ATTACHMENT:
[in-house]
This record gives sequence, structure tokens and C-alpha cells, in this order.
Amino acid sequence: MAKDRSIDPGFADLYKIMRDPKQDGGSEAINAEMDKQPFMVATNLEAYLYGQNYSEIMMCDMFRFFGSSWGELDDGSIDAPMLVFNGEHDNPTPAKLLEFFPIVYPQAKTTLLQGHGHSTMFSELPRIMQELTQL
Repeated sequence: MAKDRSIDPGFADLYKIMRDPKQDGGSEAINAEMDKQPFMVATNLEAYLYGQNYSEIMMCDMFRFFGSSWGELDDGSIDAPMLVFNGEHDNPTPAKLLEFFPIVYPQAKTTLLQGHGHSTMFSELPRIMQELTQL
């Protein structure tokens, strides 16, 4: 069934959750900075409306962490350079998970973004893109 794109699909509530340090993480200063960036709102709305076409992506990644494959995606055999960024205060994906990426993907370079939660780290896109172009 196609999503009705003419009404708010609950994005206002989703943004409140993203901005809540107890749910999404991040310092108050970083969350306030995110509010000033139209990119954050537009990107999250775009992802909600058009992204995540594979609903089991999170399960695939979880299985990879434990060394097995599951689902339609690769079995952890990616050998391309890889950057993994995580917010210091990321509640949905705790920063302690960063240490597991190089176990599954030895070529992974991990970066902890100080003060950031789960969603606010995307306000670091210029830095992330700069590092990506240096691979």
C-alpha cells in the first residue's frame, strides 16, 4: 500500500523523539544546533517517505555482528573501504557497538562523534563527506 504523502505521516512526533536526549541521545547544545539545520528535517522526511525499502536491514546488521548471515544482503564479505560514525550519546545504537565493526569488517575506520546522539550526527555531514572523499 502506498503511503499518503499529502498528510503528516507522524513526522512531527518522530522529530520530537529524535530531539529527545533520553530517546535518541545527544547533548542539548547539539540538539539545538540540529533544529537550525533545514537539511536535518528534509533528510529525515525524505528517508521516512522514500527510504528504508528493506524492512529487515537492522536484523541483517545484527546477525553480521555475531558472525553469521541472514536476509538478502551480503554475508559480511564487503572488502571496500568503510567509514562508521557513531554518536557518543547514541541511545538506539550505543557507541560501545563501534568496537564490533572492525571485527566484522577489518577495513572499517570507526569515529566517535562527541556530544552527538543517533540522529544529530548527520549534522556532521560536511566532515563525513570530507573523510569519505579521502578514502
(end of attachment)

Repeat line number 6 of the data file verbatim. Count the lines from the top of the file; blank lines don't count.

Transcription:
C-alpha cells in the first residue's frame, strides 16, 4: 500500500523523539544546533517517505555482528573501504557497538562523534563527506 504523502505521516512526533536526549541521545547544545539545520528535517522526511525499502536491514546488521548471515544482503564479505560514525550519546545504537565493526569488517575506520546522539550526527555531514572523499 502506498503511503499518503499529502498528510503528516507522524513526522512531527518522530522529530520530537529524535530531539529527545533520553530517546535518541545527544547533548542539548547539539540538539539545538540540529533544529537550525533545514537539511536535518528534509533528510529525515525524505528517508521516512522514500527510504528504508528493506524492512529487515537492522536484523541483517545484527546477525553480521555475531558472525553469521541472514536476509538478502551480503554475508559480511564487503572488502571496500568503510567509514562508521557513531554518536557518543547514541541511545538506539550505543557507541560501545563501534568496537564490533572492525571485527566484522577489518577495513572499517570507526569515529566517535562527541556530544552527538543517533540522529544529530548527520549534522556532521560536511566532515563525513570530507573523510569519505579521502578514502